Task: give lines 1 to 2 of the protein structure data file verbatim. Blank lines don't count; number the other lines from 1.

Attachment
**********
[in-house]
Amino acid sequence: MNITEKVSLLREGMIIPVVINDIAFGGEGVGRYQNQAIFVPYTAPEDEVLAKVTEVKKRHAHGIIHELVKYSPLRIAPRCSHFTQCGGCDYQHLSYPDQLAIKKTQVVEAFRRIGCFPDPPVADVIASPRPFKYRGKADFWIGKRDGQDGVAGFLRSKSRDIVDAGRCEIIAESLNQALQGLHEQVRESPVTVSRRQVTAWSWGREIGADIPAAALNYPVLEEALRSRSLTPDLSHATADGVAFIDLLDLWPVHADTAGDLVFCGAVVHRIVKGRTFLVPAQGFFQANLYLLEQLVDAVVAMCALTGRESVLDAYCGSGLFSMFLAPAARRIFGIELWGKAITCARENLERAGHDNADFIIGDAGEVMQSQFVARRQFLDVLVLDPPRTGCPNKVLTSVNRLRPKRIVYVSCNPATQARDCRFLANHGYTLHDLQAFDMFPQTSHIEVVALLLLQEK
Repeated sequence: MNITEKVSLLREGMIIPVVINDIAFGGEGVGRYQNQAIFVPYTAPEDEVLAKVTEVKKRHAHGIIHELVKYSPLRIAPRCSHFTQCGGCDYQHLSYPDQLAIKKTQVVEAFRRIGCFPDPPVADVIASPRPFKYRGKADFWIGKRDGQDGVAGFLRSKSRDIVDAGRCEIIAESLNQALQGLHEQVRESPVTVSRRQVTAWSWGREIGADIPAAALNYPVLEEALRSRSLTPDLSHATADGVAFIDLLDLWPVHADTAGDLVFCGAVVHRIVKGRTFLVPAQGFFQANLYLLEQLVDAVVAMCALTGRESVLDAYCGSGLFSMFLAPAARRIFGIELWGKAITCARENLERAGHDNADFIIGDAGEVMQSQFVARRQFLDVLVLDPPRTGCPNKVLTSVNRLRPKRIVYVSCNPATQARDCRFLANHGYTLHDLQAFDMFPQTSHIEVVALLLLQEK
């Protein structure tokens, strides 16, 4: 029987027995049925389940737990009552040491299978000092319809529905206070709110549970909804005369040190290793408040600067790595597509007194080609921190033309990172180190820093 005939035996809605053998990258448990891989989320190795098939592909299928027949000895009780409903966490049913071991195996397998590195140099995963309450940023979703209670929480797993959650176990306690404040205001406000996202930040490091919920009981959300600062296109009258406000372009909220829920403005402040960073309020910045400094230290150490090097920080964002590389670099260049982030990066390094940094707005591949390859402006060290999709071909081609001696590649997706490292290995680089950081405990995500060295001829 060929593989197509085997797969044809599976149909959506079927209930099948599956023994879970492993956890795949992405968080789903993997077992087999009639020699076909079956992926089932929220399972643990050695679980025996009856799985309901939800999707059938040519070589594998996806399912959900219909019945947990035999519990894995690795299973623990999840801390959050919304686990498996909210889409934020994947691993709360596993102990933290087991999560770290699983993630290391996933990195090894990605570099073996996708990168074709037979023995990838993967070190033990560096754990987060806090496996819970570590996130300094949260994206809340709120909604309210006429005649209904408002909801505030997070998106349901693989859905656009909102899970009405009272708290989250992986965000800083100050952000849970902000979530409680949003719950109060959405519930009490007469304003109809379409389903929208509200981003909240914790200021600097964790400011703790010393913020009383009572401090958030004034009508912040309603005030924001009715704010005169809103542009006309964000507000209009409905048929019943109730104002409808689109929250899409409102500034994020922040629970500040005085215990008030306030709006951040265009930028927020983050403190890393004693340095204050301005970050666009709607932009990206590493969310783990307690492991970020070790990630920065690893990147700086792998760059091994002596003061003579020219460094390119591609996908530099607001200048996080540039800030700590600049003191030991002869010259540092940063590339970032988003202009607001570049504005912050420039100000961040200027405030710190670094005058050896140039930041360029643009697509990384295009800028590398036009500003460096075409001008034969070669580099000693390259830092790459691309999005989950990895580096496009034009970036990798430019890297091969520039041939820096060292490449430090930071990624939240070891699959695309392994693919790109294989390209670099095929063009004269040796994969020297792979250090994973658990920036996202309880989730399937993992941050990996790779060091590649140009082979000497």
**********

[in-house]
Amino acid sequence: MNITEKVSLLREGMIIPVVINDIAFGGEGVGRYQNQAIFVPYTAPEDEVLAKVTEVKKRHAHGIIHELVKYSPLRIAPRCSHFTQCGGCDYQHLSYPDQLAIKKTQVVEAFRRIGCFPDPPVADVIASPRPFKYRGKADFWIGKRDGQDGVAGFLRSKSRDIVDAGRCEIIAESLNQALQGLHEQVRESPVTVSRRQVTAWSWGREIGADIPAAALNYPVLEEALRSRSLTPDLSHATADGVAFIDLLDLWPVHADTAGDLVFCGAVVHRIVKGRTFLVPAQGFFQANLYLLEQLVDAVVAMCALTGRESVLDAYCGSGLFSMFLAPAARRIFGIELWGKAITCARENLERAGHDNADFIIGDAGEVMQSQFVARRQFLDVLVLDPPRTGCPNKVLTSVNRLRPKRIVYVSCNPATQARDCRFLANHGYTLHDLQAFDMFPQTSHIEVVALLLLQEK